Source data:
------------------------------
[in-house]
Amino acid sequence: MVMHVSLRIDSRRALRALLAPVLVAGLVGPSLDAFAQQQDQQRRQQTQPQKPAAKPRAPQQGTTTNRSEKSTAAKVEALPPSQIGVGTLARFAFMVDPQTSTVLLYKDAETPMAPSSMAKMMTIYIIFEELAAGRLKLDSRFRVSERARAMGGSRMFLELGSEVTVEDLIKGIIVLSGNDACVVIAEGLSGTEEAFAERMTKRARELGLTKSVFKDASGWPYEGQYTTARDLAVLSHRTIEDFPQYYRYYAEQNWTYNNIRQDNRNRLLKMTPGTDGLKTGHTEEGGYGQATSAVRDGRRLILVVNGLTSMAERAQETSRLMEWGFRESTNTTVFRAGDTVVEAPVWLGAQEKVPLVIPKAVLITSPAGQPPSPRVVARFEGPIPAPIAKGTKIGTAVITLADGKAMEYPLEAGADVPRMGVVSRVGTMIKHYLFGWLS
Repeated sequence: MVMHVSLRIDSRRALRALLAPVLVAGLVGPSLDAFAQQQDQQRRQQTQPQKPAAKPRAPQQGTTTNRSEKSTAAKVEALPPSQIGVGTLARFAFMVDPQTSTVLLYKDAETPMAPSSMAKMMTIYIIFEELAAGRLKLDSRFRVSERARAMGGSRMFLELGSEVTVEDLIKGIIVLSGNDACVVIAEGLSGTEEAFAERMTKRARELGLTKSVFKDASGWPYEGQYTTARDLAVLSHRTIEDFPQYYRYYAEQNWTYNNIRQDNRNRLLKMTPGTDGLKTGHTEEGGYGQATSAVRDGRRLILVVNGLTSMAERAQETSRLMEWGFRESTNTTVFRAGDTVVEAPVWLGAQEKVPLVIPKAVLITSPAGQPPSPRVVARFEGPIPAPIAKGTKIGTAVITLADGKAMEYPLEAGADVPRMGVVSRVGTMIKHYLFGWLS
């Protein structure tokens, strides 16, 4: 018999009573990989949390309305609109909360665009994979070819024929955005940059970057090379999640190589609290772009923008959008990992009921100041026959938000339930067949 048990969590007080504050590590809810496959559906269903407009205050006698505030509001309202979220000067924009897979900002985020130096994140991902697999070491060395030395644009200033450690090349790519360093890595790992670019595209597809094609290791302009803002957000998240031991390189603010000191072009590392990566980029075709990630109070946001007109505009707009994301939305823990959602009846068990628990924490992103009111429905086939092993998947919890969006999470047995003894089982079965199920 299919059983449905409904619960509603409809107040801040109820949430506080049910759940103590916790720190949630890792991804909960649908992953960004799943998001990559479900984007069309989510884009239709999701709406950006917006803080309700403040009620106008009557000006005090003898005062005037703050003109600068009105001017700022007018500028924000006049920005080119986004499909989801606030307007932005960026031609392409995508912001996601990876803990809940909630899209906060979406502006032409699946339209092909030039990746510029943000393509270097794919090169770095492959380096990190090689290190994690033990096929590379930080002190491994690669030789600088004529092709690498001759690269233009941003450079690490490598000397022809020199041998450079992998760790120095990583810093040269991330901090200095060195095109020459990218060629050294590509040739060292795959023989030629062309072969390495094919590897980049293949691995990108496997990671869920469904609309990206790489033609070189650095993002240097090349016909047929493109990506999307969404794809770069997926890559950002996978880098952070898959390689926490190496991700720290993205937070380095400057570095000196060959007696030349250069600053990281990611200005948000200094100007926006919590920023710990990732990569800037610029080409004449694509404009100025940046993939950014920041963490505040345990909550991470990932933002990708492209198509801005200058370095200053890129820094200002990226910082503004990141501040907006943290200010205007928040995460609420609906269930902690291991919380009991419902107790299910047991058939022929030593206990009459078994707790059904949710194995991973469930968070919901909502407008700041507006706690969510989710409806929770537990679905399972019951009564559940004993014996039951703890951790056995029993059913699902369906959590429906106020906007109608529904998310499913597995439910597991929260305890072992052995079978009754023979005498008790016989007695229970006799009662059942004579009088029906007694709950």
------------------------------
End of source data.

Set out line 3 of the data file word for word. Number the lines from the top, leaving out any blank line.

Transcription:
Repeated sequence: MVMHVSLRIDSRRALRALLAPVLVAGLVGPSLDAFAQQQDQQRRQQTQPQKPAAKPRAPQQGTTTNRSEKSTAAKVEALPPSQIGVGTLARFAFMVDPQTSTVLLYKDAETPMAPSSMAKMMTIYIIFEELAAGRLKLDSRFRVSERARAMGGSRMFLELGSEVTVEDLIKGIIVLSGNDACVVIAEGLSGTEEAFAERMTKRARELGLTKSVFKDASGWPYEGQYTTARDLAVLSHRTIEDFPQYYRYYAEQNWTYNNIRQDNRNRLLKMTPGTDGLKTGHTEEGGYGQATSAVRDGRRLILVVNGLTSMAERAQETSRLMEWGFRESTNTTVFRAGDTVVEAPVWLGAQEKVPLVIPKAVLITSPAGQPPSPRVVARFEGPIPAPIAKGTKIGTAVITLADGKAMEYPLEAGADVPRMGVVSRVGTMIKHYLFGWLS